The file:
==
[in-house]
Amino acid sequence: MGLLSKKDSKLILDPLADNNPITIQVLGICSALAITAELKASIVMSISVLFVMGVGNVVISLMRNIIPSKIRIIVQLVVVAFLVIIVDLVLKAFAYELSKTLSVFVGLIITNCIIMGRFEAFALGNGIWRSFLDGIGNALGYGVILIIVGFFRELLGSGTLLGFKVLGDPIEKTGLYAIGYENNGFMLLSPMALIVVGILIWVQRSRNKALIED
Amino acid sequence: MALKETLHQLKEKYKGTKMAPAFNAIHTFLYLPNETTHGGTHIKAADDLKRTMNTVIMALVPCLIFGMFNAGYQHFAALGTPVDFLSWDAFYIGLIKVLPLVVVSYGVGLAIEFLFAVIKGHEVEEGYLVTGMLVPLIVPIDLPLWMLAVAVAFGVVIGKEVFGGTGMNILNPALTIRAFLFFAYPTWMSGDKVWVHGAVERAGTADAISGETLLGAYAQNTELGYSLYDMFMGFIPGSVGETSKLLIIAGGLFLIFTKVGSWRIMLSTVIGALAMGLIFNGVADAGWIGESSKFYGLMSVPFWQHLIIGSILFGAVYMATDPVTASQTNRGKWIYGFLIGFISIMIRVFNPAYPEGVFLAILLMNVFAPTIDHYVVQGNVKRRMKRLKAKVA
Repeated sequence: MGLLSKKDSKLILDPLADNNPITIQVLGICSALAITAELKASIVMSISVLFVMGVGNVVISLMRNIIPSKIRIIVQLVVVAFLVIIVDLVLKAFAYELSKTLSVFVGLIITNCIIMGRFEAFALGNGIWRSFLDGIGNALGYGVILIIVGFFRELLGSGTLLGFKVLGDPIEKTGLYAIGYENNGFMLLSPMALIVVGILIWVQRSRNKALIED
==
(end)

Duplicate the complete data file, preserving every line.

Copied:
[in-house]
Amino acid sequence: MGLLSKKDSKLILDPLADNNPITIQVLGICSALAITAELKASIVMSISVLFVMGVGNVVISLMRNIIPSKIRIIVQLVVVAFLVIIVDLVLKAFAYELSKTLSVFVGLIITNCIIMGRFEAFALGNGIWRSFLDGIGNALGYGVILIIVGFFRELLGSGTLLGFKVLGDPIEKTGLYAIGYENNGFMLLSPMALIVVGILIWVQRSRNKALIED
Amino acid sequence: MALKETLHQLKEKYKGTKMAPAFNAIHTFLYLPNETTHGGTHIKAADDLKRTMNTVIMALVPCLIFGMFNAGYQHFAALGTPVDFLSWDAFYIGLIKVLPLVVVSYGVGLAIEFLFAVIKGHEVEEGYLVTGMLVPLIVPIDLPLWMLAVAVAFGVVIGKEVFGGTGMNILNPALTIRAFLFFAYPTWMSGDKVWVHGAVERAGTADAISGETLLGAYAQNTELGYSLYDMFMGFIPGSVGETSKLLIIAGGLFLIFTKVGSWRIMLSTVIGALAMGLIFNGVADAGWIGESSKFYGLMSVPFWQHLIIGSILFGAVYMATDPVTASQTNRGKWIYGFLIGFISIMIRVFNPAYPEGVFLAILLMNVFAPTIDHYVVQGNVKRRMKRLKAKVA
Repeated sequence: MGLLSKKDSKLILDPLADNNPITIQVLGICSALAITAELKASIVMSISVLFVMGVGNVVISLMRNIIPSKIRIIVQLVVVAFLVIIVDLVLKAFAYELSKTLSVFVGLIITNCIIMGRFEAFALGNGIWRSFLDGIGNALGYGVILIIVGFFRELLGSGTLLGFKVLGDPIEKTGLYAIGYENNGFMLLSPMALIVVGILIWVQRSRNKALIED